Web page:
It doesn’t mean just drop in for a visit.
It doesn’t even mean just move into the neighborhood.
The Greek word for dwelt John uses here is ἐσκήνωσεν (skénoó) and it means to spread your tent over someone. It means not just staying with someone but enfolding them, standing between them and danger. Saying there is nothing out there you will ever face alone because “I will always be standing right next to you and in front. Always right next to you and in front.”
It’s Adam Clayton standing in front of Bono ready to take a bullet for him during the third verse of Pride.
It’s the band loving Adam enough to get in his face about his depression and alcoholism even though conversations like that can break up the best of families.
It is a commitment to brutal honesty and never to put personal achievement over what we can do together.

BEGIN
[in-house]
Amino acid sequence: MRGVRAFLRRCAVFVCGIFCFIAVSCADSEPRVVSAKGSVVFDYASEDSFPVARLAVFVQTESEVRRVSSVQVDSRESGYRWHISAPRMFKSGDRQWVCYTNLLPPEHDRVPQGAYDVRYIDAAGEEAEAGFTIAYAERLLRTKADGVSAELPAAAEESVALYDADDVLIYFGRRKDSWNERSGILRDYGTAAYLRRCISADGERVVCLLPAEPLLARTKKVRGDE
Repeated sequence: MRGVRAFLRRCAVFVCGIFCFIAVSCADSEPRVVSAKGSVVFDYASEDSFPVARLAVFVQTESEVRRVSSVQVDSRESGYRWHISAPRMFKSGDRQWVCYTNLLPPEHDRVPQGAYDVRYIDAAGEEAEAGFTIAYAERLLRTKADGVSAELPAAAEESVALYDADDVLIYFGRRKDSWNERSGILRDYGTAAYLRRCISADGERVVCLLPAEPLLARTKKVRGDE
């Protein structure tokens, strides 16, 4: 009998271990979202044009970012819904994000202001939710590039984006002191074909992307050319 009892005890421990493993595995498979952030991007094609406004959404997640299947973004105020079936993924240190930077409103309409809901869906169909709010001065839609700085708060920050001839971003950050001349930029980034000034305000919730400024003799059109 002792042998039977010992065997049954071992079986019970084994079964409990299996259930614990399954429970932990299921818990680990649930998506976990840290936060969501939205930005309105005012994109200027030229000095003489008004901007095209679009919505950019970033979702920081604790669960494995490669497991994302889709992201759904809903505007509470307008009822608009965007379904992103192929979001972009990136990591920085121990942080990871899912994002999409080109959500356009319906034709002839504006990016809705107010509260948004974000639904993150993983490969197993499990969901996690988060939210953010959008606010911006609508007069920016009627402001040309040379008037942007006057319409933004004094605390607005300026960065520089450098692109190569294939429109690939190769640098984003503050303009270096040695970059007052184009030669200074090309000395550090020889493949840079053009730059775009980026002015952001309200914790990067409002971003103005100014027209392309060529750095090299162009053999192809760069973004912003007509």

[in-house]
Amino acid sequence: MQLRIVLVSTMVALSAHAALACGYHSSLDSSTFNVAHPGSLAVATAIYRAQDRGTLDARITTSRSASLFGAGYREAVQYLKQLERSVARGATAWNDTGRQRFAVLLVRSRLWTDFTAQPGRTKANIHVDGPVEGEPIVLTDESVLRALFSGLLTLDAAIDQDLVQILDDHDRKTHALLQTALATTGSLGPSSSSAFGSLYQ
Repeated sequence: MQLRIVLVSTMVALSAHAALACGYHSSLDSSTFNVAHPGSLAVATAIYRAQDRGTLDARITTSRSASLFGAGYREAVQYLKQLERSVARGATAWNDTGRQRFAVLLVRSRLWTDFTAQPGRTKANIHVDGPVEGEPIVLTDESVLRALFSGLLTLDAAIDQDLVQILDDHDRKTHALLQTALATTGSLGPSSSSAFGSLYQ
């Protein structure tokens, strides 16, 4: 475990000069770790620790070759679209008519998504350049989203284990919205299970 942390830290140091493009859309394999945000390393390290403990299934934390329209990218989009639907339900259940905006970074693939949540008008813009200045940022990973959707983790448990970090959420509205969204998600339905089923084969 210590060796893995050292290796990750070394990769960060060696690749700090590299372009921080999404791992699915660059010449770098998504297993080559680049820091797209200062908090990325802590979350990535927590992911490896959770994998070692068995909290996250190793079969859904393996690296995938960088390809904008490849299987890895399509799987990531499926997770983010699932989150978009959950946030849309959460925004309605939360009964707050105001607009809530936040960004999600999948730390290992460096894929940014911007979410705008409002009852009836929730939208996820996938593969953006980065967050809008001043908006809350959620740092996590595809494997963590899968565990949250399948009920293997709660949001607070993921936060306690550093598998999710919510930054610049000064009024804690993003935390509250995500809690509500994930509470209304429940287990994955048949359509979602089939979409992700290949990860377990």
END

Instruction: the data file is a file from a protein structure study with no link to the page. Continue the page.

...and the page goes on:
When John sings that the Word became flesh and dwelt, and skénoó with us, John is proclaiming the deep and soul-exploding truth that even though we are a speck on a speck on a speck on a speck on a speck on a speck on a speck in this vast 91 billion light years wide universe among who knows how many other universes, the God that created and continues to create it all chose and still chooses to go all in with us, to stand right next to us and in front, and to never, never, never, ever leave.
In the name of love
What more in the name of love.
That is the gift of Christmas. God’s gift of the divine self. Not just dropping in for a visit but dwelling with us, skénoó –ing with us, covering us, loving us enough to take a bullet for us and loving us too much not to speak the truth to our face. It is God standing with us and saying “sink or swim, succeed or fail, win or lose, pride or shame, I am with you today, tomorrow, forever.”
And God has two more words for us in this pledge of love. In this pledge of dwelling. In this pledge of skénoó .
The Word made flesh gazes up at us from the manger this morning and says two words: